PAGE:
I found myself having trouble trying to formulate a proper response to his question. What was the problem?
“Do you think it wise to let someone in his state on board, sir?”
“And what state would that be?”
“His mental state, sir.”
The Captain let out a sigh that could have filled the mainsail. He took the passenger manifest from me, folded it up and stuffed it in my coat pocket.
“Mr. Grimes, the poor Mr. Abernathy paid in full for this voyage. He paid extra, in fact. Enough to convince me to alter our course slightly.”
I opened my mouth to protest but the Captain held a finger up and stopped me before I could utter a word.
“The alteration won’t delay us any, Mr. Grimes. Now I suggest you let him be, and get back to ensuring we are ready to go. Do I make myself clear?”
The steely glint in the Captain’s eye was enough to tell me to drop the matter. He wouldn’t budge and it wouldn’t do to argue further in front of the crew. It was bad enough that we’d have to make the voyage with Mr. Abernathy.
“Clear as mermaid’s tears, sir.”
“Good. Now make ready. The winds are in our favor.”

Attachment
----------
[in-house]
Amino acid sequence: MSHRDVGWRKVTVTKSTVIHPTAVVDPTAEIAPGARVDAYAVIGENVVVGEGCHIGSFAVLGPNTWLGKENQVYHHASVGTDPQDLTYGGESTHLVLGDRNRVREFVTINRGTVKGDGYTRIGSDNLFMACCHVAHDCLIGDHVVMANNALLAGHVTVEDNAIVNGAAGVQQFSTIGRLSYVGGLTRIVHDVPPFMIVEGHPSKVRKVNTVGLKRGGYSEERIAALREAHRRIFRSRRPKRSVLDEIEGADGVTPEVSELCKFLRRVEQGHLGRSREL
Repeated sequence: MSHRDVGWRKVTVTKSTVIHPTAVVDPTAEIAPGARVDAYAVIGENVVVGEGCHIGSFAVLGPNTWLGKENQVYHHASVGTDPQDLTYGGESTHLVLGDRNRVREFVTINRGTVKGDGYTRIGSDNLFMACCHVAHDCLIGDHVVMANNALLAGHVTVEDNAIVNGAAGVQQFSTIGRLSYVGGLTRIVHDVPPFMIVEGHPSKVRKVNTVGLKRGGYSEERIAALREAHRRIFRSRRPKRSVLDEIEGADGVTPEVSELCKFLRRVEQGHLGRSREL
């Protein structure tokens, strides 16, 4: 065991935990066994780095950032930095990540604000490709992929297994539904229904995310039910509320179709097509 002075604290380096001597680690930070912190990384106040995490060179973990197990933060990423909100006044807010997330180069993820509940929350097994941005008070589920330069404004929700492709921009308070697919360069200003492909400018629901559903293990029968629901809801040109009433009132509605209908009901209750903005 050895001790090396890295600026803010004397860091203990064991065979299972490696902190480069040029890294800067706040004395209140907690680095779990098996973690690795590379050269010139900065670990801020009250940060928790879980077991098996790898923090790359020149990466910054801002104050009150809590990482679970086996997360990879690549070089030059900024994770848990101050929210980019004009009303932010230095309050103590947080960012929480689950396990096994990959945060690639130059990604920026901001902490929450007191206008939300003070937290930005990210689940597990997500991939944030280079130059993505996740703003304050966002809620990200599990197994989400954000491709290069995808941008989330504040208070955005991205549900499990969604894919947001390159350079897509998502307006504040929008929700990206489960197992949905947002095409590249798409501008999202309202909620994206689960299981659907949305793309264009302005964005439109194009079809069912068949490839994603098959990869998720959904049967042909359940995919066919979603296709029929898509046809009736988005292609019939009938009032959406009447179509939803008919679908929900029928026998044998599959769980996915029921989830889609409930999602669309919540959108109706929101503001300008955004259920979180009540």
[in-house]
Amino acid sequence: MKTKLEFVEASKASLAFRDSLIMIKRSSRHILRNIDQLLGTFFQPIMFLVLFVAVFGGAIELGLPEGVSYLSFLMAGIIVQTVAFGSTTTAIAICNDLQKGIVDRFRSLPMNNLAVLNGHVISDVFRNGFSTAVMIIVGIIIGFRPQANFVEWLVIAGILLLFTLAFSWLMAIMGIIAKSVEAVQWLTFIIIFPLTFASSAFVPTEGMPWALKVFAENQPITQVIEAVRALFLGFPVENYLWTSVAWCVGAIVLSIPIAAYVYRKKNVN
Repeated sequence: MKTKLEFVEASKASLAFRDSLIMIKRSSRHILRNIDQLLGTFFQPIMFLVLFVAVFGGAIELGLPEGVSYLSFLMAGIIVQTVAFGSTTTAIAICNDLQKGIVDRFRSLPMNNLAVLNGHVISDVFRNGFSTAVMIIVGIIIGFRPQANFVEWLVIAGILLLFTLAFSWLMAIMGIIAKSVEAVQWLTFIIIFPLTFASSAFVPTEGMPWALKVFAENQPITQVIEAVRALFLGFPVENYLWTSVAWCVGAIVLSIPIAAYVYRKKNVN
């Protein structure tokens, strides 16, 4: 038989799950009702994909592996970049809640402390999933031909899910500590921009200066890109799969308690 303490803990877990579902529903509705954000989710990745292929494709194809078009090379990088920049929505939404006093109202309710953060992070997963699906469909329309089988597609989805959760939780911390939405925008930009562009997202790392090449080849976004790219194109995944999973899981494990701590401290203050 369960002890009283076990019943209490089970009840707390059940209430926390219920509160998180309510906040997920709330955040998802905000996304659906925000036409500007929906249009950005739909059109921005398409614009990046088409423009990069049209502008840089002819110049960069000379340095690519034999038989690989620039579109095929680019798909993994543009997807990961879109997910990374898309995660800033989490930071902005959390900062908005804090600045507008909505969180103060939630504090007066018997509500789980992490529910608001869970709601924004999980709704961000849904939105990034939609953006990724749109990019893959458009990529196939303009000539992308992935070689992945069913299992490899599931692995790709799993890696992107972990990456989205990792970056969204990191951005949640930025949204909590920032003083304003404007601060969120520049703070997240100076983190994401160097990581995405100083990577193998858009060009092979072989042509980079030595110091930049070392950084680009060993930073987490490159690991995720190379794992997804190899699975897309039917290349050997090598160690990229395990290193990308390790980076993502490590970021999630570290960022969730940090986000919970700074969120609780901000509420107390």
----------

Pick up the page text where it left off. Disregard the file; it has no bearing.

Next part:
As we made preparations to depart, the passengers boarded. We didn’t have many this time, and I could understand the Captain’s willingness to allow anyone aboard if they had the money to pay. Yet, as Mr. Abernathy stepped onto the deck, Death used my spine as concertina. Mr. Abernathy slunk on board, looking all about as a criminal would. He’d bring nothing but bad luck on the voyage. I would have to keep a watchful eye on him.
Mr. Abernathy slipped beneath deck to his quarters and remained unseen for the rest of the day. We pushed off from the bay and made our way to open water. It was good to be out at sea again. The rise and fall with the waves, the salty spray in the air, it was heaven.
“Have you seen her, my wife?”
I spun around to find Mr. Abernathy behind me. He clutched the wooden music box in his hands, his knuckles white with exertion.
“Mr. Abernathy, your wife is dead. You know this. Please stay out of the crew’s way. The deck is very dangerous.”
I tried my best to keep my wits about me, but being so close to the man put me on edge. My hands shook and I couldn’t help but stare into Mr. Abernathy’s dead eyes. I would be happy when we pulled into London and offloaded him. We’d all be better off.